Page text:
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On Tue, 4 Oct 1994 00:31:01 -0500 Jajasoon Tlitteu said:
>I was wondering if anyone could help me out with some research I'm doing.
>I'm examining Dragnet in the context of late 60's culture & struggle over
>meaning (specifically the construction of LSD, drugs, and youth culture).
>I have been unable to find any sort of criticism of Dragnet out there, or
>much in the way of crime genre in general that relates to my topic.  Thanks
 
There's been quite a bit written on police/detective shows, Jajasoon.
Most of it doesn't address the construction of "youth culture" but it
does address the construction of crime, guilt, morality, etc. and suggest
ways in which other topics (e.g., '70s feminism) are twined into the
genre.
 
Here're a few pointers to get you going:
 
Stuart Kaminsky, Jeffrey Mahan, "The History and Conventions of the
Police Tale," _American Television Genres_ (Chicago: Nelson-Hall, 1985).
 
Geoffrey Hurd, "The Television Presentation of Police," _Popular Television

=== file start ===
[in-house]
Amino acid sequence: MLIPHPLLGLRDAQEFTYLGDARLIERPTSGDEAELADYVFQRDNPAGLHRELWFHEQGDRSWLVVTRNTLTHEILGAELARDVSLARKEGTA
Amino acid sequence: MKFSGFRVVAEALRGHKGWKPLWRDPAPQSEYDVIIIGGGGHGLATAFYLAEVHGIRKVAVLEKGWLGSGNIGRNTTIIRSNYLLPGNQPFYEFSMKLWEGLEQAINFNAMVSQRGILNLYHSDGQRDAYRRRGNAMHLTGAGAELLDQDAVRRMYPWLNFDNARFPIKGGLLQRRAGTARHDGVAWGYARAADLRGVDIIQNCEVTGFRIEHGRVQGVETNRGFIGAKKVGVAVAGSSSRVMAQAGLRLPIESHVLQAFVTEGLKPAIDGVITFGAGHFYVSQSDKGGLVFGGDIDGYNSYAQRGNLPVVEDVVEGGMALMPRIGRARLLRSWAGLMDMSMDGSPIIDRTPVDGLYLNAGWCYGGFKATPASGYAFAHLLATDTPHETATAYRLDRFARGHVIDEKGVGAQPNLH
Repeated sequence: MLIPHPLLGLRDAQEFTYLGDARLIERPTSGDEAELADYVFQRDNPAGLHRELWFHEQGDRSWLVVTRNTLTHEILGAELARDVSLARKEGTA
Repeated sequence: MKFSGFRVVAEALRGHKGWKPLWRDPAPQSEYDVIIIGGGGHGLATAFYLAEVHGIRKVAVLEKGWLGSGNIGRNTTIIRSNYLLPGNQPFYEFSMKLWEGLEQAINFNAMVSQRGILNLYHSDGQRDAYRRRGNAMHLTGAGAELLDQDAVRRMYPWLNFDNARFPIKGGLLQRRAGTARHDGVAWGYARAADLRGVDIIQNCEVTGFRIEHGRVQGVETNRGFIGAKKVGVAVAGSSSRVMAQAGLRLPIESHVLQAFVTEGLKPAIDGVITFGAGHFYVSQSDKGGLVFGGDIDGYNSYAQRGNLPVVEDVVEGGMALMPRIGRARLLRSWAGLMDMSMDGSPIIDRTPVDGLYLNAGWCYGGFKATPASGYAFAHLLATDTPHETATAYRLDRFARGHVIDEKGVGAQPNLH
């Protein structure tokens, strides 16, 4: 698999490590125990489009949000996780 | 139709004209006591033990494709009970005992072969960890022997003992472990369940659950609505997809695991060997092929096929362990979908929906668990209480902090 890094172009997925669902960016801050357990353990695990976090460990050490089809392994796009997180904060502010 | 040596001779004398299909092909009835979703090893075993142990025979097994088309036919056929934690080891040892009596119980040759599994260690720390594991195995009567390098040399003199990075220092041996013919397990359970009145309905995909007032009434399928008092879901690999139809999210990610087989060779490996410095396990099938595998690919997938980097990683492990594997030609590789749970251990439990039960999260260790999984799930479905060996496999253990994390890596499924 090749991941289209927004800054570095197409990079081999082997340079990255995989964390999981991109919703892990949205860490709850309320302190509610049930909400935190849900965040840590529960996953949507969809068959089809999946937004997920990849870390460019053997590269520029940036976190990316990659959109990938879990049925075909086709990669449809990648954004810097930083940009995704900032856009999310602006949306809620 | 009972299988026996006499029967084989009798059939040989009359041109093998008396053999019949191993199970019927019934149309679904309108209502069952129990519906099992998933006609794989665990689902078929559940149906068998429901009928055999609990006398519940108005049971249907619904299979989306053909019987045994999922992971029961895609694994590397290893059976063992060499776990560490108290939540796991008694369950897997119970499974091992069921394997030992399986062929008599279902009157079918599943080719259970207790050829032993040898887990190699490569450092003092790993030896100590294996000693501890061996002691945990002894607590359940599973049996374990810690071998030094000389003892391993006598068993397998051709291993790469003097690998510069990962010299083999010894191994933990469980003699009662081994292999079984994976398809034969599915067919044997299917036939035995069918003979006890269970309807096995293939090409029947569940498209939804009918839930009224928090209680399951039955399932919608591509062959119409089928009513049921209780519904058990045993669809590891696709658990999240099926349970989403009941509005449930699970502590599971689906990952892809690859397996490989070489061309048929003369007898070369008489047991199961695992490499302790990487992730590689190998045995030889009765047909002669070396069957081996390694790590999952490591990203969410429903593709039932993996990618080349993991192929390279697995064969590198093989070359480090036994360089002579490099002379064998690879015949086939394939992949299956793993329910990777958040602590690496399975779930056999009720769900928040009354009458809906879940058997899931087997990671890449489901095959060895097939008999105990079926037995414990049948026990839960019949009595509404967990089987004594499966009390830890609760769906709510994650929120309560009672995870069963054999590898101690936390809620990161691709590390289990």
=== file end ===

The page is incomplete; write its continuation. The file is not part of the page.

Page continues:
and Film_ (London: British Film Institute, 1981).  Mostly on _The Sweeney_.
 
Julie D'Acci, _Defining Women:  Television and the Case of Cagney &
Lacey_ (Chapel Hill, NC:  U. North Carolina Press, 1994).
 
Jeremy G. Butler, "_Miami Vice_:  The legacy of Film Noir," _Journal
of Popular Film and Television_ 13, no. 3 (Fall 1985):  126-138.
 
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      The Dadaist gave the bourgeois a sense of confusion and a distant,
      yet mighty rumbling, so that this bells began to buzz, his safes
      frowned, and his honors list broke out in spots.
                                            --Hans Arp
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| Jeremy Butler - - - - - - - - - - - - - - - - - - [log in to unmask] |
| SCREEN-L Coordinator                                                   |
| Telecommunication & Film Dept * The University of Alabama * Tuscaloosa |